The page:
The record snow pack in the Sierras has posed a number of threats for Churchill County this spring and summer.
Brilliant collaboration and cooperation between a number of agencies has gotten our County through potential flood mitigation efforts. Nonetheless, with the water poses another concern...mosquitoes!
Residents in Churchill County experienced our typical early spring mosquito populations in March 2017. Since then, we have seen water being “spread” to all sections of the County to lessen the amount of water in Lahontan Reservoir. This water is beginning to recede in these locations. This leads to a scenario of warmer and potentially more stagnant water bodies in water-saturated areas, which are then prime conditions for mosquito breeding areas.
Churchill County Mosquito, Vector and Noxious Weed Abatement District has been assessing and treating these areas for juvenile mosquitoes (larvae) for the last four months. This effort will continue into October. With the mosquitoes unfortunately comes the risk of mosquito-borne illnesses.
The increased health risk during a significant water year is due to animals and livestock being exposed to increased numbers of mosquitoes, which may be infected with a number of viruses. The viruses most likely to be carried by mosquitoes in our local area are West Nile Virus, Western Equine encephalitis and St. Louis encephalitis. Our staff traps adult mosquitoes on a weekly basis. This testing is done with carbon dioxide traps being used to collect adult mosquitoes.
These adult mosquitoes are separated by species into samples of 50 mosquitoes (or less) and are referred to as “mosquito-pools” which are then tested by the Department of Agriculture State Animal Disease Lab for the mosquito-borne illnesses listed above.
This week, our District was notified that ten “pools” were confirmed as positive for West Nile virus. These mosquito pools were collected from five different areas in Churchill County. These areas have since been adulticided with truck mounted fogging units. This fogging effort has to be done after dusk when there is peak mosquito activity and especially that of flight activity of Culex tarsalis, which is the species that is the most competent vector of encephalitis and other arboviral diseases.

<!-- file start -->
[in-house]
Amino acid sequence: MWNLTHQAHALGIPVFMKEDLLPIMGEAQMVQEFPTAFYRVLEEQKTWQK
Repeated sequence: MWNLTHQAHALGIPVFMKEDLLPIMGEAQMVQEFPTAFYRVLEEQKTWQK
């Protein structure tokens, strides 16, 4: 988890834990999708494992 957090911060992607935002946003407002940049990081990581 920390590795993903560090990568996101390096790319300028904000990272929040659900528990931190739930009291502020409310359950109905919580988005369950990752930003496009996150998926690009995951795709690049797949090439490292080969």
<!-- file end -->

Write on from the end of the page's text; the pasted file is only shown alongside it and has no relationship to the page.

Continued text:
These areas have been treated and will be retested next week. The District has trapped live mosquitoes in over sixty locations since June and will continue to do so throughout the summer.
These confirmations mean that the virus is active in the valley. Although last year was more of a drought year, we had positive mosquito pools at about the same point in the summer. “Active virus” in the valley means that mosquitoes have become infected with West Nile virus after they have fed on infected birds. The virus amplifies in the bird’s system. These birds are called “reservoir hosts”.
The virus may kill the bird or the bird may continue to perpetuate the virus without showing any noticeable symptoms. An infected mosquito can then transmit or pass the disease on to humans, horses or other mammals. The “human, horse or other mammal” is considered a terminal, dead-end “host”. Unlike birds, they are unable to develop high levels of virus in their blood stream and cannot pass the virus on to other biting mosquitoes.
Extensive water may increase the bird populations around the valley which, in turn, may increase the number of infected mosquitoes during an unusually wet season. The wet season assists in part to provide habitat for birds and mosquitoes to co-exist in the same location and for the female mosquitoes to have optimal conditions to lay her eggs. The eggs have ample time in the water to go through their evolutionary cycle to become the next generation of adult mosquitoes to feed on the infected birds again.
The District continues to treat larvae (juvenile mosquitoes) in the water in order to prevent their emergence into adult mosquitoes. District Staff will continue to adulticide (fog) adult mosquito populations throughout the valley.
If residents within Churchill County have any specific questions regarding mosquito control or mosquito-borne illnesses, please call the office (775-423-2828) and leave a message with your name, address and phone number as we will log all calls as “service requests.”
With these service requests, our technicians assess the areas noted by the callers and treat any larvae they find or plan on when to fog the adult mosquito populations, working within weather parameters and pesticide label restrictions. Other questions, can be submitted to District staff via email at firstname.lastname@example.org.